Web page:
A letter to my Mother:
I'm having a very hard time right now. That much you've seen. I've been depressed and unemployed. I've been unsure of my future. I've been heartbroken in ways that I just can't explain to you. You'd understand if the circumstances resembled the idea of love you accept. Now, I've been told that you probably know certain things, and can accept more than I can imagine, and I'd like to believe that was the case, but I'm skeptical. Skeptical in no small part because you felt that the mild innuendo in Forrest Gump was too racy for a thirteen year old. We were all younger then, but that is still a conversation for a later time, possibly to take place in a different spiritual plane.
You asked me in the car one day if I was listening to what John McCain was saying. If, you asked, you would listen to John McCain, do you think you'd be convinced by him? I bit my tongue in various ways that day, because I didn't want to give you a litany of reasons why you're voting yet again on the wrong side of history. I spoke a small piece to you, but kept most of it inside. I rage it all out on Facebook or here, and get tendentious with teenagers and twenty-somethings, because fuck 'em if they can't take it or think I'm a blowhard.
I literally can't tell you that I had my heart broken last year, because a boy broke that heart (and I was plainly asking for it), and you may never understand or accept that. That level of reality exists in a place that doesn't often vote Republican.
You've voted for two criminal presidents so far, and it seems to me that the only thing you could say in McCain/Bush's defense was, "don't you think they've kept us safe?"
I learned a long time ago that safety probably didn't exist, Mom. If you still live in Nixonland, I can't argue with you to get you out of it. My faith in the idea that your giant powers of denial and repression will be able to withstand certain revelations about me is small. You've needed those powers of denial and repression to handle unspeakable darkness that's confronted all of us. You truly protected us from it. Kept us safe. That's how I know what safe looks like. Still, I can't vote with you, because I'd be voting against myself, but how do I say that to you?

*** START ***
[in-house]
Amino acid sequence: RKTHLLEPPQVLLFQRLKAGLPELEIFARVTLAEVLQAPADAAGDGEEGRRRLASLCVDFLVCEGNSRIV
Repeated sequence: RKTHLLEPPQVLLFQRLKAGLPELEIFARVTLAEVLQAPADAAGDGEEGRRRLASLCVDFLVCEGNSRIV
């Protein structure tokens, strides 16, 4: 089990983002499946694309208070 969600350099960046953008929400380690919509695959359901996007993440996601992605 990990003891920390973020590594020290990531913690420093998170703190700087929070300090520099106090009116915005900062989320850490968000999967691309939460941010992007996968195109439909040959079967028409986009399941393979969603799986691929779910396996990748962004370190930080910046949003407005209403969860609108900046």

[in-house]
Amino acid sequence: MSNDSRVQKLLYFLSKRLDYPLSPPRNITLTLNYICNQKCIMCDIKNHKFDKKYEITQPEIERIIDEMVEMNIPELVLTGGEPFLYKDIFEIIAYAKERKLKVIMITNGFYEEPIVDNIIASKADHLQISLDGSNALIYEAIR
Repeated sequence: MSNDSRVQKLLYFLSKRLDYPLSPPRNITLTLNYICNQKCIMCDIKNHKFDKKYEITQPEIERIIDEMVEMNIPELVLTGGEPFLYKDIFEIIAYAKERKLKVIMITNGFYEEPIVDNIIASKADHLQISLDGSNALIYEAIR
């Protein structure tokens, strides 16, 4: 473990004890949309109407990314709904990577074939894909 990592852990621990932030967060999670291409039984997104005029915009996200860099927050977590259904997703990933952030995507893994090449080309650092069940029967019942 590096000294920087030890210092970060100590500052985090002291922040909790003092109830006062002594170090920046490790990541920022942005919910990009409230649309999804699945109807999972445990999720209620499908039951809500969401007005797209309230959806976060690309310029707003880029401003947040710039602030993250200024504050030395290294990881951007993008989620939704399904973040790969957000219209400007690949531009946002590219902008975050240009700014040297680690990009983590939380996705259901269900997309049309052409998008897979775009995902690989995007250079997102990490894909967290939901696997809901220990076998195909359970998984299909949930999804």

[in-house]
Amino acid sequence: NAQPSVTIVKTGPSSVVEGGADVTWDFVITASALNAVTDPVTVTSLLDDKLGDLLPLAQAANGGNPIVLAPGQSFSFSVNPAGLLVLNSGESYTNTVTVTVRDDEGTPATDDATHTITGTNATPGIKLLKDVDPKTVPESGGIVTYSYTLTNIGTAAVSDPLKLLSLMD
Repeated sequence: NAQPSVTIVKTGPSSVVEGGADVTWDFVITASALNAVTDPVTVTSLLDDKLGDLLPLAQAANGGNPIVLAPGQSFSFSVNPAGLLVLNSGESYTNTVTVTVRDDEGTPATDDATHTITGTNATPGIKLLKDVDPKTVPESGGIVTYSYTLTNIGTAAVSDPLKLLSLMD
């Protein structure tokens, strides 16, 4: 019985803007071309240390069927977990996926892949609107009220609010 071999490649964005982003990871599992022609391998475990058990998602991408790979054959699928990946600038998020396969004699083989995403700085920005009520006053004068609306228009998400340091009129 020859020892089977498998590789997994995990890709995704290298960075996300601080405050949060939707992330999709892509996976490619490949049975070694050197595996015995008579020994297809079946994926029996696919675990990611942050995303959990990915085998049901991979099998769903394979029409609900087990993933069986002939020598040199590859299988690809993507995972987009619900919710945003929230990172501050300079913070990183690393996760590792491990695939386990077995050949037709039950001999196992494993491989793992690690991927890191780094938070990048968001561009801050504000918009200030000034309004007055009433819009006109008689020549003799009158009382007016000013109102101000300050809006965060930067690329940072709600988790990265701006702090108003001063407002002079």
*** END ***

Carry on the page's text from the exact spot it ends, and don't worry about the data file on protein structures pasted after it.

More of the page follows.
There are other reasons, beyond the personal, in fact, a multitude of reasons, many of them iterated by people smarter than me. Here's the one I've been tooling around with in my head, in light of the recent crop of suburban children who are growing up without the skills, drive, or goals to get anything done in this world:
We live in Oak Ridge. That should give us a deep, historical, almost bodily understanding of the way science shapes the world, society, dreams, goals, and fears. Republicans are an assault on science. We assault science at our own peril. Do we really need an arms race to motivate us into outer space? A conservative arms race shook hands with the progressive, scientific curiosity of the time. Thirteen years before I was born, we beat the world to the moon. Little boys and girls everywhere looked up at their television sets and had the same thought all at once: "I could be an astronaut." Some of them became astronauts. Most of them hit the books and became adults.
I'm trying to imagine what this place would look like if minority children of all stripes were to wake up one day, turn on their televisions, and discover that they too could be President if they worked hard enough. That, deep down, is why plenty of people won't vote for Obama. That's why we've got to win.